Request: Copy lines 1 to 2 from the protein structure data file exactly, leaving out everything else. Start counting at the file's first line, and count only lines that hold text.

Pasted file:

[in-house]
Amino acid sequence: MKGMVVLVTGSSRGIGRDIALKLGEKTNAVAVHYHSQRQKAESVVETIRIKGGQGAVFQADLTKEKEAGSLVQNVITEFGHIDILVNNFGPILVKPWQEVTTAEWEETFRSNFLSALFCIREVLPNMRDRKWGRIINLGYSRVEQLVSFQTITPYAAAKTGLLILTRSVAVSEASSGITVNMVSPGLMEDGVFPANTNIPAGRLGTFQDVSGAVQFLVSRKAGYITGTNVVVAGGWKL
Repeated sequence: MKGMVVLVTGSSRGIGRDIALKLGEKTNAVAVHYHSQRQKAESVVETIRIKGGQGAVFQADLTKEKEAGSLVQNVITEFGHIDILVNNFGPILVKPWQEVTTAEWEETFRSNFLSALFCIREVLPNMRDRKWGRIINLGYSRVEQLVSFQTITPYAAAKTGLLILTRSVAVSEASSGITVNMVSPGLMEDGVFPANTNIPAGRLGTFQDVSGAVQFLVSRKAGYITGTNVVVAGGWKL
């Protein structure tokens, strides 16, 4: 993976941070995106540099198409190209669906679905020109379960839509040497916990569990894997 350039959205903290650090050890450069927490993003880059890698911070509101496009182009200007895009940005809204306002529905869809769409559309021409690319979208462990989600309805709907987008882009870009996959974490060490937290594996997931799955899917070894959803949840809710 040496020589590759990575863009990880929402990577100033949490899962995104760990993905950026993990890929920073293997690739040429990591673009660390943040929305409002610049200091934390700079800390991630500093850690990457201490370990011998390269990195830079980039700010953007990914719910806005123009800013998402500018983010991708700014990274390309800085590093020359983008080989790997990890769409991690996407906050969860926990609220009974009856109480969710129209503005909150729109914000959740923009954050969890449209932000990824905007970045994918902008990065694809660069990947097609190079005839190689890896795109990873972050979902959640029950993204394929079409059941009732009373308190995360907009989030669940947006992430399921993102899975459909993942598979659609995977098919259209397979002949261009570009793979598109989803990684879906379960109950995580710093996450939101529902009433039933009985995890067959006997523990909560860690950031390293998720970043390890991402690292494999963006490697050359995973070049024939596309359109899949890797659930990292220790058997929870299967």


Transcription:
[in-house]
Amino acid sequence: MKGMVVLVTGSSRGIGRDIALKLGEKTNAVAVHYHSQRQKAESVVETIRIKGGQGAVFQADLTKEKEAGSLVQNVITEFGHIDILVNNFGPILVKPWQEVTTAEWEETFRSNFLSALFCIREVLPNMRDRKWGRIINLGYSRVEQLVSFQTITPYAAAKTGLLILTRSVAVSEASSGITVNMVSPGLMEDGVFPANTNIPAGRLGTFQDVSGAVQFLVSRKAGYITGTNVVVAGGWKL